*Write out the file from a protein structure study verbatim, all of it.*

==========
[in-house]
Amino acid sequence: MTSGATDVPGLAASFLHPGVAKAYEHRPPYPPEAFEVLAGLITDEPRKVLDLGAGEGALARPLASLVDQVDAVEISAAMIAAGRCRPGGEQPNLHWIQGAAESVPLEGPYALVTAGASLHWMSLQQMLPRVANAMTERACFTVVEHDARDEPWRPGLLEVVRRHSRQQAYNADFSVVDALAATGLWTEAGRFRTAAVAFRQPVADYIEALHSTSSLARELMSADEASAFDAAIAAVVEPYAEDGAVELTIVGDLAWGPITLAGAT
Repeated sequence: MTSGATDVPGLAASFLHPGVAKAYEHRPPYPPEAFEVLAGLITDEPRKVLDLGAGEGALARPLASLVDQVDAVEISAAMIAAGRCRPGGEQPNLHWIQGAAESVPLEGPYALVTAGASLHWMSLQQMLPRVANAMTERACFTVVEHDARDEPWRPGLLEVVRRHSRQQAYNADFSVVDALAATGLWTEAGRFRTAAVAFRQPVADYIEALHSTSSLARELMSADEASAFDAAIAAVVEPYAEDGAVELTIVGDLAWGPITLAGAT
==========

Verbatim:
[in-house]
Amino acid sequence: MTSGATDVPGLAASFLHPGVAKAYEHRPPYPPEAFEVLAGLITDEPRKVLDLGAGEGALARPLASLVDQVDAVEISAAMIAAGRCRPGGEQPNLHWIQGAAESVPLEGPYALVTAGASLHWMSLQQMLPRVANAMTERACFTVVEHDARDEPWRPGLLEVVRRHSRQQAYNADFSVVDALAATGLWTEAGRFRTAAVAFRQPVADYIEALHSTSSLARELMSADEASAFDAAIAAVVEPYAEDGAVELTIVGDLAWGPITLAGAT
Repeated sequence: MTSGATDVPGLAASFLHPGVAKAYEHRPPYPPEAFEVLAGLITDEPRKVLDLGAGEGALARPLASLVDQVDAVEISAAMIAAGRCRPGGEQPNLHWIQGAAESVPLEGPYALVTAGASLHWMSLQQMLPRVANAMTERACFTVVEHDARDEPWRPGLLEVVRRHSRQQAYNADFSVVDALAATGLWTEAGRFRTAAVAFRQPVADYIEALHSTSSLARELMSADEASAFDAAIAAVVEPYAEDGAVELTIVGDLAWGPITLAGAT